Wednesday, January 9, 2008

DPS906 Lecture 1: January 9th 2008

Professor: Catherine Leung
Class: S215249
  • Artificial Intelligence A Modern Approach (second edition) Russell, Stuart J. and Norvig, Peter
Going to be looking at two specific topics in this class. Physics and AI.

AI (see notes)

CS majors dont like the term AI... they are trying to push the term Autonomous agents. Many different fields of AI...
  • Natural Language Processing
  • Machine Learning
  • Knowledge Representation
  • Expert Systems
When applied to games, AI represents (and means) the way in which the computer controls NPC (non-player characters). The agent acts giving information about the "world" and makes decisions on its own.

First thing we will look at are Classical Game Trees. (we use tic-tac-toe to explain)
Trees are used to organize data, we want to use this organized data

In a game tree, we want to get to a "terminating state" (the game is over). To do this we build the tree from the root notes and make "what if" child notes. (Root: I put X in the middle, I put O in the corner...I put X "there" and the game is a tie). For each terminating state, we give a "score"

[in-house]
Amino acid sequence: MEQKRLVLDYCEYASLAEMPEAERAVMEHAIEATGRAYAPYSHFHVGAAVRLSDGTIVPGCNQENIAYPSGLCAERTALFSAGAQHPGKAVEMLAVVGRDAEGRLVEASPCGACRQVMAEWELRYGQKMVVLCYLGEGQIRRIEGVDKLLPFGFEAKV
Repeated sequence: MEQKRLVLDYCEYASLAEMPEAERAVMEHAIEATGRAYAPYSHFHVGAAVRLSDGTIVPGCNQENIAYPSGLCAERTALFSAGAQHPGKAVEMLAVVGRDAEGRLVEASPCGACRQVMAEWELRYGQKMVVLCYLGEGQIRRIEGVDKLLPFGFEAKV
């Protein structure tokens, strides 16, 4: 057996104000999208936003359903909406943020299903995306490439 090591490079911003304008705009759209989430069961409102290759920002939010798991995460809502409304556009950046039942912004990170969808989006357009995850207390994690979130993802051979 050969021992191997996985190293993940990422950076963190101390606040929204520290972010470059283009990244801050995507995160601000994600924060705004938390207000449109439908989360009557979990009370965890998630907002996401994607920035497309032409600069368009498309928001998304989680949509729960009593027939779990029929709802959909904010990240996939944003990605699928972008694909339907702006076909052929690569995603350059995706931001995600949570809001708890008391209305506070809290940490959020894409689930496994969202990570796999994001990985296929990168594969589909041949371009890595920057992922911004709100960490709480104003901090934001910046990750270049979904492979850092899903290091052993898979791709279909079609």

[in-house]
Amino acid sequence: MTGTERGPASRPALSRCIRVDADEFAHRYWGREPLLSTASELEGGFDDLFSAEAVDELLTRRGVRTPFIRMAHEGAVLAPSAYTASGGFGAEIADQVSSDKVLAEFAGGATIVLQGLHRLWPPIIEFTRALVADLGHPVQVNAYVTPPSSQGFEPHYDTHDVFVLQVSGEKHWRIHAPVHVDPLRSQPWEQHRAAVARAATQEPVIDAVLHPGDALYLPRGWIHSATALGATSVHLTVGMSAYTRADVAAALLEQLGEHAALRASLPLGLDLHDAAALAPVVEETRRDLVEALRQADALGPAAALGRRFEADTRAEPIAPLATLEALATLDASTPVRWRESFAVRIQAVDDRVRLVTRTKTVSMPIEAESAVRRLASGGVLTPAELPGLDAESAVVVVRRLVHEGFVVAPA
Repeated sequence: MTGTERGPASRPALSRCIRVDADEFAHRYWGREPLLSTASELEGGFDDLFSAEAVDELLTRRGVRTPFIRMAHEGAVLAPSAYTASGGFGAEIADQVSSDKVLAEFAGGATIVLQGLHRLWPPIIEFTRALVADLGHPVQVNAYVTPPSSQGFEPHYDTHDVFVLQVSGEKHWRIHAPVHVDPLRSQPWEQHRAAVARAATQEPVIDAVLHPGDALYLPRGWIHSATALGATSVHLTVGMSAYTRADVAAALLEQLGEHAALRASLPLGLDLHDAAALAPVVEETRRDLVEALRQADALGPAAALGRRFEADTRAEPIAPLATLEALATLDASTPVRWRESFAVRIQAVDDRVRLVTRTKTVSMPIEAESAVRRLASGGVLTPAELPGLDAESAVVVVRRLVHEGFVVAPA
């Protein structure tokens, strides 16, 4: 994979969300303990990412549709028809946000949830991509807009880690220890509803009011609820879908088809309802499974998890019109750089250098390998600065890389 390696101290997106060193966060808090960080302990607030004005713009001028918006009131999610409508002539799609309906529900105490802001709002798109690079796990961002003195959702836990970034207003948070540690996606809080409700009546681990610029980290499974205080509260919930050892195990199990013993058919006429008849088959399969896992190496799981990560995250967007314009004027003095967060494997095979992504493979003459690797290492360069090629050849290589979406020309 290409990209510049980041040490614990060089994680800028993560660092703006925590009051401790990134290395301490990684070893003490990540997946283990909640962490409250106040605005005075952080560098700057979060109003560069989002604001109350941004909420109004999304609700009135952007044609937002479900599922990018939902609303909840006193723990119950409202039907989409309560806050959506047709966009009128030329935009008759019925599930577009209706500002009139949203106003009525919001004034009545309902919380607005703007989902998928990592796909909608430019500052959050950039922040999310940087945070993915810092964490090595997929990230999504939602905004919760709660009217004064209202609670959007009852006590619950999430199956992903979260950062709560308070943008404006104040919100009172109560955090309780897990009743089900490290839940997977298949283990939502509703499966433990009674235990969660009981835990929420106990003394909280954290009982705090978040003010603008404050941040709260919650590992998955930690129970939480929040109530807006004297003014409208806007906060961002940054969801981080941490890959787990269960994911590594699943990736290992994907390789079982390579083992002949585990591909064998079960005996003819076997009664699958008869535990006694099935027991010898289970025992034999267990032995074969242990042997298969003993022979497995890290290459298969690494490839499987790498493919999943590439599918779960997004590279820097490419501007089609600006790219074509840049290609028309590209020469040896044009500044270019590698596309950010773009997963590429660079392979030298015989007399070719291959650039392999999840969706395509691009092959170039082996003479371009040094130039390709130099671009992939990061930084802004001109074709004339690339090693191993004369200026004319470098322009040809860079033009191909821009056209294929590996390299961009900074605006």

The agent wants to get the highest score possible, but it must assume that its opponent wants the agent to get the lowest score possible... This is called mini-maxing.

Cathy then showed us an example of tic-tac-toe

Tic-tac-toe is a perfect knowledge game... you have the ability to draw the game tree

At the end of class Cathy and I had a bit of an argument about whether Chess is a "perfect knowledge" game. Cathy says chess is not a perfect game because a computer cannot fully draw a game tree of it (not enough resources on current computers). I say Chess IS a perfect game because the game itself is not based upon computational "realities." Since you can see every piece in the game, given enough time and resources every "terminating state" can theoretically be determined.

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